I think the UK needs to look at sanctions. I think the other thing the UK should be looking at is the whole question of investment in China. Quite a lot of major pension funds are invested in Chinese companies that are complicit with very serious human rights violations, some of them complicit with what’s happening to the Uighurs in Xinjiang, then there’s the role of HSBC in terms of going along with the dismantling of Hong Kong’s freedoms. I think we should be really looking at divestment; certainly divestment from companies that are clearly very far from ethical and are complicit with grave human rights violations.
What can people here do, for instance, that can help change Hong Kong for the better or at least put pressure on institutions to make these changes?
People can certainly raise these issues regularly with members of Parliament. There’s a real danger in the political world and the media world that an issue comes alive for a period of time, but then other issues come along and it falls off the agenda. When we first started in 2017, there were very few members of Parliament that understood and were engaged with Hong Kong and that’s why we started Hong Kong Watch. I would say because of the protests in 2019 and partly because of our own advocacy as well, and then the National Security Law, and everything that’s followed through 2019, 2020, and to some extent 2021, attention in Parliament has been much higher, but there is a danger that MPs will move on to other things.
So keeping your MP informed, keeping up the pressure on your MP to speak out is really important.
As more and more Hong Kongers are coming to the UK, I would encourage people to look out for the Hong Kongers in their local community and find ways to welcome them, befriend them, help them settle down, collaborate with them.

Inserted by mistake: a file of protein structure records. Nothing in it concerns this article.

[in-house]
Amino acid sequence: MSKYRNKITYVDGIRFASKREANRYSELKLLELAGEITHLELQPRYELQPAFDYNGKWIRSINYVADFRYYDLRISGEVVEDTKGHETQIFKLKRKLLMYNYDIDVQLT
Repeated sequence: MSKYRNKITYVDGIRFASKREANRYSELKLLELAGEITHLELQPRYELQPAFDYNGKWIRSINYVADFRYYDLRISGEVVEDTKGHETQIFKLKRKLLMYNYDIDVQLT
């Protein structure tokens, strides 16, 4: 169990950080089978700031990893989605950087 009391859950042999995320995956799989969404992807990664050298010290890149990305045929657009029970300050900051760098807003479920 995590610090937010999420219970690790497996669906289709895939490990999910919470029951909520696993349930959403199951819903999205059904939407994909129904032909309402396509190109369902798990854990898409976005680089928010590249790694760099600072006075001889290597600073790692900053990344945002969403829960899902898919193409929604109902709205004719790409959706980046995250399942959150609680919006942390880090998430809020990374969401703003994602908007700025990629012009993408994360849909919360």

And there are quite a number of initiatives that have emerged over the last year or two. There’s a whole network of churches around the country that are now set up and committed to helping welcome Hong Kongers. But there are secular initiatives as well. So I would encourage people to think about how they can get involved in welcoming Hong Kongers to the UK.
What is your vision of a perfect Hong Kong?
I think a perfect Hong Kong would be a Hong Kong that maintains and strengthens its vibrant, entrepreneurial, creative, open spirit, and combines that with universal suffrage and democracy, respect for human rights, and the restoration of the rule of law. So in a sense, Hong Kong as it was at the time of the handover, but strengthened by full democracy because the one thing I think that we should all acknowledge is that British colonial rule did not give Hong Kong democracy, but it did give it the institutions of democracy – the rule of law, free press, human rights, and a semi-elected legislature.
I think we can build on that and strengthen it by full democracy with universal suffrage. That’s what the majority of Hong Kongers want. And I think that’s what they deserve. It’s also what the Basic Law (Hong Kong’s mini-constitution) provides for. So a perfect Hong Kong would be a Hong Kong where China lives by its promises and respects the will of the Hong Kong people.
This is a slightly edited transcript of Ben’s interview by Edward. You can listen to the interview here.